The similarity between the young St. Joseph in Raphael’s “Sposalizio,” and the young St. Joseph in Giorgione’s “Tempesta” is matched by the similarity between Raphael’s, “St. Sebastian,” and Giorgione’s “Boy with an Arrow.”
|Giorgione: Boy with an Arrow|
|Raphael St. Sebastian|
Starting with Vasari scholars have speculated on the possible influence of Leonardo on Giorgione, but it is interesting to speculate on the degree to which Giorgione was aware of Raphael’s work, especially after the sojourn of Fra Bartolommeo in Venice in 1508. The following description of Raphael’s painting could easily fit the “Boy with an Arrow.”
“the St. Sebastian in the Accademia Carrara at Bergamo, so Peruginesque at first glance, reveals on further analysis the distance that exists between Raphael and his master from his very earliest paintings. Perugino painted many such studies of young men and women, their heads tilted, viewed full-face. However several subtle differences—a firmer chin, a more finely modeled mouth, the very well structured nose whose bridge appears to join the arch of the eyebrow, a greater sense of volume—show this painting to be far removed from him….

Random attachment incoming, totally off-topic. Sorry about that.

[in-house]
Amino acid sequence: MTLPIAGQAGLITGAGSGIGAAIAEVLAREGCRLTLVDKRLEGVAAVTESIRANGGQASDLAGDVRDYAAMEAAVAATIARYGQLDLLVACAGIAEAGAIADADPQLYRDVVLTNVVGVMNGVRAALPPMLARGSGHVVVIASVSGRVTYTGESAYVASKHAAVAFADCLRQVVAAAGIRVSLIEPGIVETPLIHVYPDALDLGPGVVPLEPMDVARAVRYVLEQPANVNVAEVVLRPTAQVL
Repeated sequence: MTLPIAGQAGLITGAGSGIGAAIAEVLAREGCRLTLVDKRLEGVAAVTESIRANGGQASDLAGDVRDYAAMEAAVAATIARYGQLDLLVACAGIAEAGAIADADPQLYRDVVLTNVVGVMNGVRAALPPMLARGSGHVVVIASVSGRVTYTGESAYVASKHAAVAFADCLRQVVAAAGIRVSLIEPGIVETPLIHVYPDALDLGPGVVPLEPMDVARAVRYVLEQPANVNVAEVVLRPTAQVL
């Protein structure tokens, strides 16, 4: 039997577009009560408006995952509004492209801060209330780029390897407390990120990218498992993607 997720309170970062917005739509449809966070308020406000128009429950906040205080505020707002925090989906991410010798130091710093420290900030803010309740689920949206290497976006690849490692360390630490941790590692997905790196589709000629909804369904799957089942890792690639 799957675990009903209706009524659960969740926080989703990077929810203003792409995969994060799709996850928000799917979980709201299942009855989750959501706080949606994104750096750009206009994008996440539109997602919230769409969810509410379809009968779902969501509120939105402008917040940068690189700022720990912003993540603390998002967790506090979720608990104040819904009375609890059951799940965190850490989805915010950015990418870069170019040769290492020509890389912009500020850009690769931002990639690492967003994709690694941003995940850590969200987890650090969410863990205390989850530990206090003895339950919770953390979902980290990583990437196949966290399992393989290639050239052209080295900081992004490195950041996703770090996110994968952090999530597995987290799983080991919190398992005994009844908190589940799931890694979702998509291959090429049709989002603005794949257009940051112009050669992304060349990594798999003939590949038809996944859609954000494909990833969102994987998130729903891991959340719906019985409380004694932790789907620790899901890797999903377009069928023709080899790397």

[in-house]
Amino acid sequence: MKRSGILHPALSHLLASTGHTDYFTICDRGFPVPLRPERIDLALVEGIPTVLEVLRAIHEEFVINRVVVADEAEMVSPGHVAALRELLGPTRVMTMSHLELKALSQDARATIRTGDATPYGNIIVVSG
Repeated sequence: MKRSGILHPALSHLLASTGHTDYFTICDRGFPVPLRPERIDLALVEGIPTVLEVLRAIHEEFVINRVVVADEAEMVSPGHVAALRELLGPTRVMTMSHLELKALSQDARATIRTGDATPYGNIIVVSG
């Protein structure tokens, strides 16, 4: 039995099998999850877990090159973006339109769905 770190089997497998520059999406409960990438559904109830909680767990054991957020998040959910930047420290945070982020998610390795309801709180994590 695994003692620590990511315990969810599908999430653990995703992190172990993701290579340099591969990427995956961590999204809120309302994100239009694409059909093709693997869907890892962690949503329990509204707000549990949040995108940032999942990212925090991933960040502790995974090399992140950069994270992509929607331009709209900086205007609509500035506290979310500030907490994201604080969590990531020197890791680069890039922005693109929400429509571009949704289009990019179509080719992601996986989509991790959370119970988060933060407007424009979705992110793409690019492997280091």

The highly embroidered robe, the pattern on the shirt like notes of music, the slashed velvet of the jerkin…point to a love of ornamentation which comes from Pinturicchio but the saint’s neck-chain, clearly copied from a real example…is close to northern painting and has no equivalent in the work of Perugino or Pinturicchio. The saint grasps the fragile arrow of his martyrdom like a scepter; it is a marvelous image, a tour de force. The subtle treatment of the head, slightly tilted away from the spectator, is close in style to the Madonna with St. Jerome and St. Francis in spite of the difference in scale and like that painting, striking in its icon-like character and lack of three-dimensionality, it can be dated a little later in the same year, 1501."** Jean-Pierre Cuzin, Raphael, His Life and Works, 1985, p.20.